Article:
Patent application title: Nanoliter Array Loading
Tanya S. Kanigan (Lexington, MA, US)
Steve Smith (Arlington, MA, US)
John Linton (Lincoln, MA, US)
John Linton (Lincoln, MA, US)
Robert Hess (Arlington, MA, US)
Robert Hess (Arlington, MA, US)
Karl Yoder (Stoneham, MA, US)
Colin Brennan (Marblehead, MA, US)
LIFE TECHNOLOGIES CORPORATION
IPC8 Class: AB01L300FI
Class name: Combinatorial chemistry technology: method, library, apparatus method of creating a library (e.g., combinatorial synthesis, etc.)
Publication date: 2014-01-30
Patent application number: 20140031262
An interface is provided for storing microfluidic samples in a nanoliter
sample chip. A fluid access structure provides a fluid access region to a
selected subset of sample wells from an array of sample wells. A fluid
introduction mechanism introduces a sample fluid to the fluid access
region so that the sample wells in the selected subset are populated with
the sample fluid without the unselected sample wells being populated with
the sample fluid.
49. A system for holding a plurality of biomolecular samples, comprising: a receptacle comprising a plurality of wells disposed within a substrate; a plurality of sample chips disposed inside respective wells of the receptacle, each chip comprising an array of sample wells.
50. The system of claim 49, wherein the receptacle comprises a microtiter plate.
51. The system of claim 50, wherein the microtiter plate comprises 96 wells or 384 wells.
52. The system of claim 49, wherein at least one of the chips comprises an array of through-hole sample wells.
53. The system of claim 49, wherein at least some of the sample wells of at least one of the chips comprise a through-hole sample well.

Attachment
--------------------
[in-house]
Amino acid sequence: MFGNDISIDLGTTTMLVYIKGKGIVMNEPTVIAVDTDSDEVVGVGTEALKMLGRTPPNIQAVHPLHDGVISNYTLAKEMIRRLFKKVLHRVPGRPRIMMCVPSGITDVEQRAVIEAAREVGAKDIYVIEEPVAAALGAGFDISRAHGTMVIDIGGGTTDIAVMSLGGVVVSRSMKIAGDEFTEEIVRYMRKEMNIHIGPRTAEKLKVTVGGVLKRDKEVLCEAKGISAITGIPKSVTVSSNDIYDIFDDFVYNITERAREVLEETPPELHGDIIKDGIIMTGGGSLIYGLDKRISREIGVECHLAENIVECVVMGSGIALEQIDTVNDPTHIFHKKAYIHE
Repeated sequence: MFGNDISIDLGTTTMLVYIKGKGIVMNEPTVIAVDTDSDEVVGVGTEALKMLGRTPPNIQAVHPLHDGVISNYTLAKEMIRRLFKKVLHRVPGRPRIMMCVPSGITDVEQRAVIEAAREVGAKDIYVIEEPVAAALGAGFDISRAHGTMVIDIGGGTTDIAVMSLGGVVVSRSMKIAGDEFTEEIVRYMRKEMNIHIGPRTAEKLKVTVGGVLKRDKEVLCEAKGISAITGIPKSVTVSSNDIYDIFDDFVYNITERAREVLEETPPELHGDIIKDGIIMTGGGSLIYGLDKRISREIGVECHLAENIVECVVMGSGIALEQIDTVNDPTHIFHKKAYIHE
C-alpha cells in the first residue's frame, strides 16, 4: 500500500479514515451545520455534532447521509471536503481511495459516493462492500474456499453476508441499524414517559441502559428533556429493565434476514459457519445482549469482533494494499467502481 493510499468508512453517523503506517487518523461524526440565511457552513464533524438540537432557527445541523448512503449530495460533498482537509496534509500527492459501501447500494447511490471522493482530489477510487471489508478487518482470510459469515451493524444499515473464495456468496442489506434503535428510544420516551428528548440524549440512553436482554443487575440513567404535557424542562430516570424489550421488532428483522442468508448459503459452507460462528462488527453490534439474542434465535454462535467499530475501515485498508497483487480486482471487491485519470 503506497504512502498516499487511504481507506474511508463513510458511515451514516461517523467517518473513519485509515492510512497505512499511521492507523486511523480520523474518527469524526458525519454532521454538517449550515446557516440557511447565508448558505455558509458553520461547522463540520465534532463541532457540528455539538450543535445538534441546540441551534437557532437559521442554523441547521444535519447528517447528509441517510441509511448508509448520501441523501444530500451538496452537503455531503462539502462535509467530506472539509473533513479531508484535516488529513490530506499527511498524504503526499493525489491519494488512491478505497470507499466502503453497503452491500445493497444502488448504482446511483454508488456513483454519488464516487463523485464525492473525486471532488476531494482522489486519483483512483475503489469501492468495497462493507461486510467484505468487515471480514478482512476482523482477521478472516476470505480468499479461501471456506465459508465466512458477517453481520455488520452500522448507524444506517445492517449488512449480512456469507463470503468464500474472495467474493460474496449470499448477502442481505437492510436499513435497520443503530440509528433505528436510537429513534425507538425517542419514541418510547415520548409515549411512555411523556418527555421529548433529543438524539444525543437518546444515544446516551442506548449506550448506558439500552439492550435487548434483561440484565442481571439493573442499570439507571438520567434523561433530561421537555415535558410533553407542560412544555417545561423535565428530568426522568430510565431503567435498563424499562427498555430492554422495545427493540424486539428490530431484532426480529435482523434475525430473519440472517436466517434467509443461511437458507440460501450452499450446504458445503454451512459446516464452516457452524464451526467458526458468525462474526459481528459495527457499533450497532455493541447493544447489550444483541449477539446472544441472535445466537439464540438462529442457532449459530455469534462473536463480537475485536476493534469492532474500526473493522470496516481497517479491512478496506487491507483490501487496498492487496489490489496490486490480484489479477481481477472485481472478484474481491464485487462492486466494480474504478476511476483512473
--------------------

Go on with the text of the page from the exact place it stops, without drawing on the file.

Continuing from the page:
54. The system of claim 49, wherein at least some of the sample wells have a volume of 0.2 nanoliter to 100 nanoliters.
55. The system of claim 49, wherein at least some of the sample chips comprise 1000 or more sample wells.
56. The system of claim 49, further comprising a fluid introduction mechanism configured to introduce a biomolecular sample fluid into at least some of the sample wells.
57. A kit for holding a plurality of biomolecular samples, comprising: a receptacle comprising a plurality of wells disposed within a substrate; a plurality of sample chips, each chip comprising an array of sample wells; the plurality of sample chips configured to fit inside respective wells of the receptacle.
58. The system of claim 57, wherein the receptacle comprises a microtiter plate.
59. The system of claim 58, wherein the microtiter plate comprises 96 wells or 384 wells.
60. The system of claim 57, wherein at least one of the chips comprises an array of through-hole sample wells.
61. The system of claim 57, wherein at least some of the sample wells of at least one of the chips comprise a through-hole sample well.
62. The system of claim 57, wherein at least some of the sample wells have a volume of 0.2 nanoliter to 100 nanoliters.
63. The system of claim 57, wherein at least some of the sample chips comprise 1000 or more sample wells.
64. The system of claim 57, further comprising a fluid introduction mechanism configured to introduce a biomolecular sample fluid into at least some of the sample wells.